Most of the characters in “The Hessian Officer in America,” a play written in German in 1783, discovered in the New York Public Library and translated to English by Annette Rodrigues of Bangor as part of her work toward a master’s degree several years ago, will be dressed in authentic reproductions of uniforms lent for the occasion by Joseph Mailt of New Jersey.
Sherry Davis of Bucksport, however, has taken on the task of creating costumes for the play’s female characters. To dress the characters of lady and servant girl, Davis, a volunteer 18th century reenactor for Leonard’s Mills in Bradley, consulted several books core to her sewing library — “17th and 18th Century Fashion in Detail” by Avril Hart and Susan North, “Every Day Dress of Rural America, 1783-1880” by Merideth Wright, and “Fitting and Proper” by Sharon Ann Burnston.
For the actress who will play the double role of lady and servant girl, Davis will fashion petticoats — or skirts — caps, a cape and a muff. “I will make my own patterns,” she said. Purchased patterns intended for reenactors, she said, can be difficult to use, and commercial costumes found at fabric stores don’t fit well and call for zippers. She will stitch the costumes’ seams on a sewing machine since stage costumes don’t need a level of authenticity requiring hand-sewing.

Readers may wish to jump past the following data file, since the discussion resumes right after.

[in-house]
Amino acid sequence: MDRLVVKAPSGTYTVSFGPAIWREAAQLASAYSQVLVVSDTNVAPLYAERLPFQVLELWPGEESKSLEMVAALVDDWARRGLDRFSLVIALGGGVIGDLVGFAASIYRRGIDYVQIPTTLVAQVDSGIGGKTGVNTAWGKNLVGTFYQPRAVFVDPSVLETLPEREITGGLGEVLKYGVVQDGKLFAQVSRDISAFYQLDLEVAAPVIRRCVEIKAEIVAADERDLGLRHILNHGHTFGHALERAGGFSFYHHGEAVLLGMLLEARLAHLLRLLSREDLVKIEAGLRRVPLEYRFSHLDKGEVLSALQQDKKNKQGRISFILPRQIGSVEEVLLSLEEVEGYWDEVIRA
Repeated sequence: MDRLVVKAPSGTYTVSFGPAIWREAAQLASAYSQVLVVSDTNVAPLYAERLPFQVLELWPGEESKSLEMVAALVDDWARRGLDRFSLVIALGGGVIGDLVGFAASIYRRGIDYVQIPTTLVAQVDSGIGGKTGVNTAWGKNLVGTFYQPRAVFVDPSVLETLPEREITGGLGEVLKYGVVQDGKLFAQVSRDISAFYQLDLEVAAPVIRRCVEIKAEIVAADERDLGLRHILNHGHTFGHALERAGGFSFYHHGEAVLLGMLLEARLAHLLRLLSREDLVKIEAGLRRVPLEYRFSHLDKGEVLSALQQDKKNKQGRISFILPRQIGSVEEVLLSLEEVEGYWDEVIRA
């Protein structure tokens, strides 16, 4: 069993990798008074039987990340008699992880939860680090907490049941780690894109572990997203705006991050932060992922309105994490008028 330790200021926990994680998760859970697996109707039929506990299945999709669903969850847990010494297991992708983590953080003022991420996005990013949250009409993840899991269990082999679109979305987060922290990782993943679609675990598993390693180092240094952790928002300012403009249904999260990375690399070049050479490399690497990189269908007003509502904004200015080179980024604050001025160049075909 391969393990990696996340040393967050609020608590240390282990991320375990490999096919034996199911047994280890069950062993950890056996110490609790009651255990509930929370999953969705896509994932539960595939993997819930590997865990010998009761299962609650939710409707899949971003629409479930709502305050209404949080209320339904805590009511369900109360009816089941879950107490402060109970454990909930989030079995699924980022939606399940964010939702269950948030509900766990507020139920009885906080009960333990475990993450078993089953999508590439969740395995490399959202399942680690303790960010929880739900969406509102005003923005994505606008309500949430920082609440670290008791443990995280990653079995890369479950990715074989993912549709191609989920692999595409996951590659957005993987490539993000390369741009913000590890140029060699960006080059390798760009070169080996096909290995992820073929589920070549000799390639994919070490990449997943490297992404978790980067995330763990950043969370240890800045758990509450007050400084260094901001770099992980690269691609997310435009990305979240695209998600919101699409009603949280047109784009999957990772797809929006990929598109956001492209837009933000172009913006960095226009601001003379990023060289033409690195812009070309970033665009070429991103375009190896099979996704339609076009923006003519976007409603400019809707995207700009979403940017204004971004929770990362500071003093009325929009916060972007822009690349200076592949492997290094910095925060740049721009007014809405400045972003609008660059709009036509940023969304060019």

Finding fabrics for the costumes, Davis said, is the fun part. “I think outside the box in terms of fabric.” She has found 100 percent linen cloth at Marden’s. She also likes to troll through thrift shops and yard sales where she snaps up clothing to cut up and turn into material for her vintage period creations. In general, for the play’s costumes, she will look for striped, plain, plaid or checked cloth.
Davis, who once worked in a fabric store, also likes to look for drapery fabrics, which often sport reproduction prints from the Colonial era.
“It takes time to find these gems,” she said.